Rajan Holds India Rate, Rebuffing Pressure From Government

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Bank Of India Governor Raghuram Rajan

Raghuram Rajan, governor of the Reserve Bank of India (RBI), pauses during a news conference.

Photographer: Dhiraj Singh/Bloomberg

Indian central bank Governor Raghuram Rajan kept interest rates unchanged, rebuffing pressure from the Finance Ministry to reduce borrowing costs that are among the highest in Asia.

Rajan left the benchmark repurchase rate at 7.25 percent after three cuts this year, including in June, the Reserve Bank of India said in a statement in Mumbai on Tuesday. The move was predicted by 39 of 42 economists in a Bloomberg News survey. Three expected a cut to 7 percent.

“Given that policy action was front-loaded in June, it is prudent to keep the policy rate unchanged at the current juncture while maintaining the accommodative stance of monetary policy,” Rajan said in a statement. The central bank will monitor for room to ease policy as it awaits greater transmission of previous cuts, he said.

Rajan wants to ensure his inflation target of 6 percent by January isn’t at risk from surging food prices, a poor monsoon and a possible increase in U.S. interest rates next month. A Finance Ministry official on Monday said inflation can’t be the primary concern of policy makers, the latest sign of growing tensions with the central bank.

“A rate cut is not a given,” said Devika Mehndiratta, a Singapore-based economist at Australia & New Zealand Banking Group Ltd. Inflation would need to be around the RBI’s projections for further easing to be considered, she said.

India’s benchmark stock index was trading 0.1 percent lower at 11:57 a.m. in Mumbai. The rupee strengthened 0.2 percent to 63.94 a dollar, and the yield on the 10-year sovereign bond was at 7.81 percent, little changed from yesterday.

Growth ‘Improving’

India’s pause contrasts with easing from China and Russia even as Asia’s third-biggest economy shows mixed signs of strength. Rajan said the “outlook for growth is improving gradually,” while noting that new investment in India remains subdued and a weaker global expansion may hurt exports.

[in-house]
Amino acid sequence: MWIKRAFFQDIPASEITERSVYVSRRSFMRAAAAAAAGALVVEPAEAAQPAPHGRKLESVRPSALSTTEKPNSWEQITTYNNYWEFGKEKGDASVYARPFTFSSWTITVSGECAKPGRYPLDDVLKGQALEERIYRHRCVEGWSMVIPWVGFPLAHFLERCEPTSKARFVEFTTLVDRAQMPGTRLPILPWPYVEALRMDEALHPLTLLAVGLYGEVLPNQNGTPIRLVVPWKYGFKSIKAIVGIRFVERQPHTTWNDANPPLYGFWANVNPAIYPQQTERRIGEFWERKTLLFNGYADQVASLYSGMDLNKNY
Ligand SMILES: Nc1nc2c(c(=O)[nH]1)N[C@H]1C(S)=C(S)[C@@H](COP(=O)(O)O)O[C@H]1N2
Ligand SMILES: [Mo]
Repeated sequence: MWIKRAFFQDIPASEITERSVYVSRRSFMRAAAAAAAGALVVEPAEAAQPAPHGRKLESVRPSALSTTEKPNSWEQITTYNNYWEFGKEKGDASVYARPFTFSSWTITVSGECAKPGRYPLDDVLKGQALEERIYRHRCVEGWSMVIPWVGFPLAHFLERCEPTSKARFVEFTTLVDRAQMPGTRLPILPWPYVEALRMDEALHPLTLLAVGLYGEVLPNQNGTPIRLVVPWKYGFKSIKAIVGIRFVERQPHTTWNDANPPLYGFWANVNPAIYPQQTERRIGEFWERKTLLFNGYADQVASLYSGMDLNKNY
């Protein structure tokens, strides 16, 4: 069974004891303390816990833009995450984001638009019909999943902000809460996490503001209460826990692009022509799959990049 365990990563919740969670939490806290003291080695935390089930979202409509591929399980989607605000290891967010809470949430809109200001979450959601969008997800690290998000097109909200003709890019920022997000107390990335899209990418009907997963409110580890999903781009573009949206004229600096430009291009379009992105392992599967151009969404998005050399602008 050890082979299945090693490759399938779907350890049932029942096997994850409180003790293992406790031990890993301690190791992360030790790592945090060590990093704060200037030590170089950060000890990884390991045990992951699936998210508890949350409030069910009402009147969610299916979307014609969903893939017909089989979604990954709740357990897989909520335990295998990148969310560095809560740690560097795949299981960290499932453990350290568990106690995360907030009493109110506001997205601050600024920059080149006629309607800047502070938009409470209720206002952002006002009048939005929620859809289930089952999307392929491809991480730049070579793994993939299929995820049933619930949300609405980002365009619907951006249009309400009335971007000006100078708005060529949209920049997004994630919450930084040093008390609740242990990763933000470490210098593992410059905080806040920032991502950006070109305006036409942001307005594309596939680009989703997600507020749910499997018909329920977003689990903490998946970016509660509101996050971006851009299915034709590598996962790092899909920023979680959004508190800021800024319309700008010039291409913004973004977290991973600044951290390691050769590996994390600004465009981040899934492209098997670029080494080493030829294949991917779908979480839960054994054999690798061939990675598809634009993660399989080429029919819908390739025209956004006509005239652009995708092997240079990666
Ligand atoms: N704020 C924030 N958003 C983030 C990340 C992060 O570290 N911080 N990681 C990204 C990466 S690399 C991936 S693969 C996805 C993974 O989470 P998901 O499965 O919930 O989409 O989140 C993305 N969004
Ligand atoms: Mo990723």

Risks to his 6 percent inflation target in January are “broadly balanced,” Rajan said, with softer crude prices and a near-normal monsoon offsetting inflation conditions in June that “surprised somewhat on the upside.” Inflation projections for January to March 2016 are lower by about 0.2 percent, he said.

Food prices led by pulses pushed inflation to 5.4 percent in June, faster than estimated though below Rajan’s target for a tenth straight month. While June-September monsoon rainfall has been 6 percent below normal through Aug. 3, that’s not as bad as initially forecast.

“Significant uncertainty will be resolved in the coming months, including the likely persistence of recent inflationary pressures, the full monsoon outturn, as well as possible Federal Reserve actions,” Rajan said.

Monetary Policy Committee

While Prime Minister Narendra Modi’s government agreed this year to an inflation target of 2-6 percent, a draft bill unveiled last month threatens to water down the proposal. It would give the government majority control of a monetary policy committee and review the inflation target every three years, putting it at odds with recommendations from the central bank.

“The government and RBI have reached a broad consensus on what such a committee should look like and what the powers of the governor should be,” Rajan said in a briefing in Mumbai on Tuesday. “While the details have to be ironed out, there are no differences between the government and the RBI in this matter.”

Modi’s administration has taken steps in recent weeks to contain food costs by limiting gains in guaranteed prices for rice and lentils. Food accounts for almost half of the consumer-price index basket.

India’s Potential

Rajan needs to decide how much more support he’s able to provide to an economy where exports have fallen for seven straight months, factory output’s slowing and credit growth has failed to accelerate. The mixed signals cloud the outlook in an economy the government says grew 7.5 percent in January-March under a new calculation method.

“Though 7.5 percent GDP growth appears high, it is below India’s potential” of around 10 percent, Faraz Syed, an economist at Moody’s Analytics in Sydney, wrote in a July 29 report. “The biggest hurdle is private investment.”

While most economists in a separate survey see Rajan keeping rates unchanged in the coming months, before Tuesday’s decision swap traders were pricing in the chances of a cut to 7 percent by end-2015. That’s the steepest decrease after Turkey among 14 emerging markets tracked by HSBC Holdings Plc.

Banks will lower lending rates further between October-December as demand for loans picks up, the central bank said.

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